And you're an ERAU grad? My fellow alumnus, once you see how "little" is done in an airliner, I hope you remember that statement you made.
Anyhow, let me tell a quick "story". I was a starving CFI back in 1995 and I got offered a job at Skyway Airlines whose starting salary was $14,000/year. I thought "big deal! I'm just flying from point A to point B, I have no students to teach and I'm getting all of that multi-engine turbine time, no problem!"
That lasted for about two flights before I realized how much work being an airline pilot actually is. Up in the midwest, you can fly for days without seeing the sun. Either you're dodging thunderstorms or loading-on ice onto the wings. There's days when I flew over 8 hours, with almost as many hours in IMC, did 5 approaches to 1800 RVR, a missed approach and a diversion to boot. Being a pilot is very demanding work.
Plus then, you have to handle passengers, dispatchers, doublecheck their paperwork, doublecheck yours and repeat the whole process for 8 to 10 legs five days a week. Not including training on your off days.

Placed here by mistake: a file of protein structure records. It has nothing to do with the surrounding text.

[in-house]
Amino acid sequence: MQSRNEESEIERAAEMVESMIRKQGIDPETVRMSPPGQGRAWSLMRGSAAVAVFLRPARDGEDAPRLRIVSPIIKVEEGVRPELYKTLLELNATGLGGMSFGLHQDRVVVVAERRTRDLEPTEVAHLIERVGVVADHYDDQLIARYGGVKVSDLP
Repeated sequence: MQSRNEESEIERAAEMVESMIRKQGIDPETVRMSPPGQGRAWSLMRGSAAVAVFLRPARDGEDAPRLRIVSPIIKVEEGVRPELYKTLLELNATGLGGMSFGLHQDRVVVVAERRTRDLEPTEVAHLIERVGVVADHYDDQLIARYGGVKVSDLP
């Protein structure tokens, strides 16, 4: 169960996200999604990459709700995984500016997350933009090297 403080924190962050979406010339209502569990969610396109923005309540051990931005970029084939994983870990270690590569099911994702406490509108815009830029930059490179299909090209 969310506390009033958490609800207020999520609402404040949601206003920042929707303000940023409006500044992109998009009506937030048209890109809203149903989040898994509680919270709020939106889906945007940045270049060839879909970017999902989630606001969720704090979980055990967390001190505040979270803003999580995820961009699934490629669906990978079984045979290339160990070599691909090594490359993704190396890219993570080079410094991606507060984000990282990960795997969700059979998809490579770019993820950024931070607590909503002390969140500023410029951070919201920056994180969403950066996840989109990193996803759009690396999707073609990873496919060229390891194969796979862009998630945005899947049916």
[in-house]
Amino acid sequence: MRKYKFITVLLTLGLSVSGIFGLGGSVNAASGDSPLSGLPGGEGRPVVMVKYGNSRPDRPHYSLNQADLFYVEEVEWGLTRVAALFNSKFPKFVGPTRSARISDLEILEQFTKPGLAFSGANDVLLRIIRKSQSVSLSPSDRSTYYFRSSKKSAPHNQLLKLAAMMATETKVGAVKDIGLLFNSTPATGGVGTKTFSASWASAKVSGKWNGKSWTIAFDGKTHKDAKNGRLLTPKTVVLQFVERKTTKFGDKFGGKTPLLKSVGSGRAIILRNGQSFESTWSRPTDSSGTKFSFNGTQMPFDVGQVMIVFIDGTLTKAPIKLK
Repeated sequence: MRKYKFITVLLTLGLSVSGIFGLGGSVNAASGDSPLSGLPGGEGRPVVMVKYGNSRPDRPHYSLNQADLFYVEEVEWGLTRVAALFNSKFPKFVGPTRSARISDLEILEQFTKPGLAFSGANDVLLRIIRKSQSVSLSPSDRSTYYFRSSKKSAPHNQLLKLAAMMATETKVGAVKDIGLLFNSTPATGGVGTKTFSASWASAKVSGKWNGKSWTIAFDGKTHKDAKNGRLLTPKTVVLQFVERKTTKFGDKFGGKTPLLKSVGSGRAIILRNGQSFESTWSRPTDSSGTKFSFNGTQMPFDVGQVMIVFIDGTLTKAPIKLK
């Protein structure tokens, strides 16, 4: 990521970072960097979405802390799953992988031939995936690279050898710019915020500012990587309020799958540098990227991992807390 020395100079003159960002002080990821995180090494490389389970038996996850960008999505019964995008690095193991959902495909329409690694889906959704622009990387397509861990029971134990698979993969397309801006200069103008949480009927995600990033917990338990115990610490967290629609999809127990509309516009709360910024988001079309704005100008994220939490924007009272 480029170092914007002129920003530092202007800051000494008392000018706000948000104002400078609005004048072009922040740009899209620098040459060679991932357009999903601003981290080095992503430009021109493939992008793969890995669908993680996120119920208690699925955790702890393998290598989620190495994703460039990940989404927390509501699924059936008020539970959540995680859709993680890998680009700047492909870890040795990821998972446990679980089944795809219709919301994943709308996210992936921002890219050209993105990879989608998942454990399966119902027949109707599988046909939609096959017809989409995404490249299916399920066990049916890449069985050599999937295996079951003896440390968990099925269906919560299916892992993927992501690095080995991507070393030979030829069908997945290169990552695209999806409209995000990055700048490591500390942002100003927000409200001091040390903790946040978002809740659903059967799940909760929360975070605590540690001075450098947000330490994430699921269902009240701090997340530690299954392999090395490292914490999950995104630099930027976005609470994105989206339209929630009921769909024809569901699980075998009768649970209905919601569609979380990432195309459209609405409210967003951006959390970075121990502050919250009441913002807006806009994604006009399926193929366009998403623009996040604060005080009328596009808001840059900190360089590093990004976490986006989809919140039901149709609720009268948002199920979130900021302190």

Keep in mind that all of this is for a income that you can make at McDonalds.
Now I'm responsible for hundreds of passengers, in and out of high density airports, and some small airports like Boise, through all sorts of weather and aircraft malfunctions (believe me, they happen) and the pay should correspond to the level of responsibility you have.
A pilot makes a mistake and my parents lose a son, my girlfriend loses her boyfriend and Delta loses a $60 million aircraft, is exposed to billions of dollars in pending lawsuits and lots of people die. That's a fact.
If you think airline pilots are overpaid and underworked, just what would think that UAL Captain Al Haynes (United 232/DC-10) should earn per year?
If anyone thinks I'm full of it, I'd more than welcome a personal response.
Give me a mile of road I can take you a mile, give me a mile of runway and I can show you the world.